Musica Angelica Program Essays Early Vocal Music

Some music demands to be performed perfectly, or not at all. The angelic vocal music of the late Renaissance and early Baroque, polyphonic in structure, pure in sound, is a good example.

Musica Angelica--an ensemble that offered a program of the vocal music of Dowland, Purcell, Monteverdi and Gesualdo at Westwood United Methodist Church Friday evening--didn’t quite reach the requisite celestial heights, however, and its concert became a kind of listener’s purgatory.

This was very much attributable to the imperfect quality of the singing. Though director and lutenist Michael Eagan has brought together nine talented singers for the group, they do not yet present a coalesced sound, the precision of ensemble and poignancy of communication necessary to make this music bloom. Mostly, they just got along, solidly but a bit inelegantly.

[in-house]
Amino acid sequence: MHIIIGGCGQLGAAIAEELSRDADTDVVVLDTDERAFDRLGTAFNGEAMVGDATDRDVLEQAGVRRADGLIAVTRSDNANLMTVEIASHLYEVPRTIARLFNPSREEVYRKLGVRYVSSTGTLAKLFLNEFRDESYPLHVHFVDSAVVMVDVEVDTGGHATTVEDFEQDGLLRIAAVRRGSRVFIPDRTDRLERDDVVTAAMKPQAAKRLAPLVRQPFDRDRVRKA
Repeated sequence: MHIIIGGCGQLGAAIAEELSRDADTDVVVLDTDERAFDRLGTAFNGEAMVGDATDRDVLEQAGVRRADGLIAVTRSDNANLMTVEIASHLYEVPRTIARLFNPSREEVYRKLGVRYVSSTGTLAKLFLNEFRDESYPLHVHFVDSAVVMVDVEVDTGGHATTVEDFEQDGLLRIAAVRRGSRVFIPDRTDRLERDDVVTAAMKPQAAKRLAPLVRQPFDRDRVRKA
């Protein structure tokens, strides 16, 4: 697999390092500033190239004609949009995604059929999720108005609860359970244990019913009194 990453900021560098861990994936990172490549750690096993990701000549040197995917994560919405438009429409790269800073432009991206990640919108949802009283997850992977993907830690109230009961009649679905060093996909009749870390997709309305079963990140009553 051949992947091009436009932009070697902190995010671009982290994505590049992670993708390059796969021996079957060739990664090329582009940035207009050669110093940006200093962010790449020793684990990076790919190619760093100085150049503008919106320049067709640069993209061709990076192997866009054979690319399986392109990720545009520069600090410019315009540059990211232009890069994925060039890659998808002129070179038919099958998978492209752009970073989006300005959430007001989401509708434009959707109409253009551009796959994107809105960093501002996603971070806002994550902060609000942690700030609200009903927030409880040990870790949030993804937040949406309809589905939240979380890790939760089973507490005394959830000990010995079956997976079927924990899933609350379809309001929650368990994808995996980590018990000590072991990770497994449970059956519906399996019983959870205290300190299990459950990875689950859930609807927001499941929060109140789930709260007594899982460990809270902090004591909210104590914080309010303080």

The fact that Musica Angelica’s countertenor was ill certainly couldn’t have helped matters, as Eagan juggled his singers variously to cover the demanding gap.

Musical highlights there were, however, including John Dowland’s chattery “Can she excuse,” with its exuberant confusion of words; Antonio Lotti’s “Crucifixis,” with its chains of suspensions like an audible crown of thorns; and Monteverdi’s “Come dolce hoggi l’auretta,” the sole surviving fragment from his opera “Proserpina rapita,” gracefully warbled by Samela Aird Beasom, Susan Judy and Christen Herman.

Eagan inserted some of his own early-music inspired compositions into the program as well. These ranged from the bright harmonies and slippery chromatics of “To my dear and loving husband,” for three sopranos and lute, to the atonal “Love’s Farewell,” for countertenor, tenor and baritone: brief, well crafted and strikingly textured works.